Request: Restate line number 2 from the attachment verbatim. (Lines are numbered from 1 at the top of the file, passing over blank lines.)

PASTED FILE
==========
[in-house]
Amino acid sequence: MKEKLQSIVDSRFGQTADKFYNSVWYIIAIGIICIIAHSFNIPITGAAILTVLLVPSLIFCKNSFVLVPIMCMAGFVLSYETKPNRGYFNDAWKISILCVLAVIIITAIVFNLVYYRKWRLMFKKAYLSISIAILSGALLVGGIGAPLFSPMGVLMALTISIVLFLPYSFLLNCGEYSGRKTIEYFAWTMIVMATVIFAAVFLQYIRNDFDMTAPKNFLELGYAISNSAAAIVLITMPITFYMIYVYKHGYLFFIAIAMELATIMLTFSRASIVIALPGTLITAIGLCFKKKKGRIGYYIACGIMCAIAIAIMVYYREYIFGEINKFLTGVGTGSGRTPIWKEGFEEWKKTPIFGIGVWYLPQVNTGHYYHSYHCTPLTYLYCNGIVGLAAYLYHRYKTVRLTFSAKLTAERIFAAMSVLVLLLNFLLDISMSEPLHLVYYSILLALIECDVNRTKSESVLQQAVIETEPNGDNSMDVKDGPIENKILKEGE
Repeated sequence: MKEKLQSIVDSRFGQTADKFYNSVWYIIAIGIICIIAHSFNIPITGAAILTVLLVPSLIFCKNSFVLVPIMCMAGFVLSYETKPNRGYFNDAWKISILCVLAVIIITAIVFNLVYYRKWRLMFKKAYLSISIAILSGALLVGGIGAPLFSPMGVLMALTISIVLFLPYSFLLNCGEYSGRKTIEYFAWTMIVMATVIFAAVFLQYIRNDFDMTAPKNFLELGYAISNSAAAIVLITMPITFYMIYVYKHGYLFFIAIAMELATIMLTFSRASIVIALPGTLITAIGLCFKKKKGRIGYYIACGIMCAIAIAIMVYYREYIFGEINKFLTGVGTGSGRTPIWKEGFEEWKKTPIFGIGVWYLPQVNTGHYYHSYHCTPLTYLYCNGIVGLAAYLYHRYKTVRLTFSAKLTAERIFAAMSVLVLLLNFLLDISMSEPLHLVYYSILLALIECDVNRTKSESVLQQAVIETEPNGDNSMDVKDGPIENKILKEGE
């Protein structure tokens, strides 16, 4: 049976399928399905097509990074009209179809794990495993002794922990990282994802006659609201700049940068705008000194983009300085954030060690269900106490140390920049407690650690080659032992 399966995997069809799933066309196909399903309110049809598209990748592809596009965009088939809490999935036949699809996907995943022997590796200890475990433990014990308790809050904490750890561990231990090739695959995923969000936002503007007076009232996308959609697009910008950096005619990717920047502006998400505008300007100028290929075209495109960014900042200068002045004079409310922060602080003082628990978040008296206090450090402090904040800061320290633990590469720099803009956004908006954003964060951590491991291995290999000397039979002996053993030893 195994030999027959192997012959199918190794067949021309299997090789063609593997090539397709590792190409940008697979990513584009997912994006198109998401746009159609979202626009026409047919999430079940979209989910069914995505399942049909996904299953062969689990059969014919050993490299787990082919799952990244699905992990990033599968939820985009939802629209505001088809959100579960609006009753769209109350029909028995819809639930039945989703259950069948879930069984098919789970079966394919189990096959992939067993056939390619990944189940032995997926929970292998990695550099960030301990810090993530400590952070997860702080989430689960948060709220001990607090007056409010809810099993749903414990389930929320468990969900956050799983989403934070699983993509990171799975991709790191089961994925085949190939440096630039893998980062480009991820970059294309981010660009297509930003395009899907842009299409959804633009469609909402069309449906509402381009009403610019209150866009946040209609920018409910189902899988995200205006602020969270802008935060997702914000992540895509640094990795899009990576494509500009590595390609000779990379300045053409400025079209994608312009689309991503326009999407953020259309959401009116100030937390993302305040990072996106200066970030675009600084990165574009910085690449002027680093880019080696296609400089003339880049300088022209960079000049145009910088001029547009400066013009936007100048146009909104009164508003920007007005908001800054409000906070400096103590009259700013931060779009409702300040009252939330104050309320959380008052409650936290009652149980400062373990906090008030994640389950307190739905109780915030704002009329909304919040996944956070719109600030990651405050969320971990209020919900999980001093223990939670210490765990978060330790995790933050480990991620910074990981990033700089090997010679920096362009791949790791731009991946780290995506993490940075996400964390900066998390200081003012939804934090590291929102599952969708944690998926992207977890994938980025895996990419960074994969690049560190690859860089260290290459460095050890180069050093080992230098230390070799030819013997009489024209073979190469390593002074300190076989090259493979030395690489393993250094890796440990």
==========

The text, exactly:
Amino acid sequence: MKEKLQSIVDSRFGQTADKFYNSVWYIIAIGIICIIAHSFNIPITGAAILTVLLVPSLIFCKNSFVLVPIMCMAGFVLSYETKPNRGYFNDAWKISILCVLAVIIITAIVFNLVYYRKWRLMFKKAYLSISIAILSGALLVGGIGAPLFSPMGVLMALTISIVLFLPYSFLLNCGEYSGRKTIEYFAWTMIVMATVIFAAVFLQYIRNDFDMTAPKNFLELGYAISNSAAAIVLITMPITFYMIYVYKHGYLFFIAIAMELATIMLTFSRASIVIALPGTLITAIGLCFKKKKGRIGYYIACGIMCAIAIAIMVYYREYIFGEINKFLTGVGTGSGRTPIWKEGFEEWKKTPIFGIGVWYLPQVNTGHYYHSYHCTPLTYLYCNGIVGLAAYLYHRYKTVRLTFSAKLTAERIFAAMSVLVLLLNFLLDISMSEPLHLVYYSILLALIECDVNRTKSESVLQQAVIETEPNGDNSMDVKDGPIENKILKEGE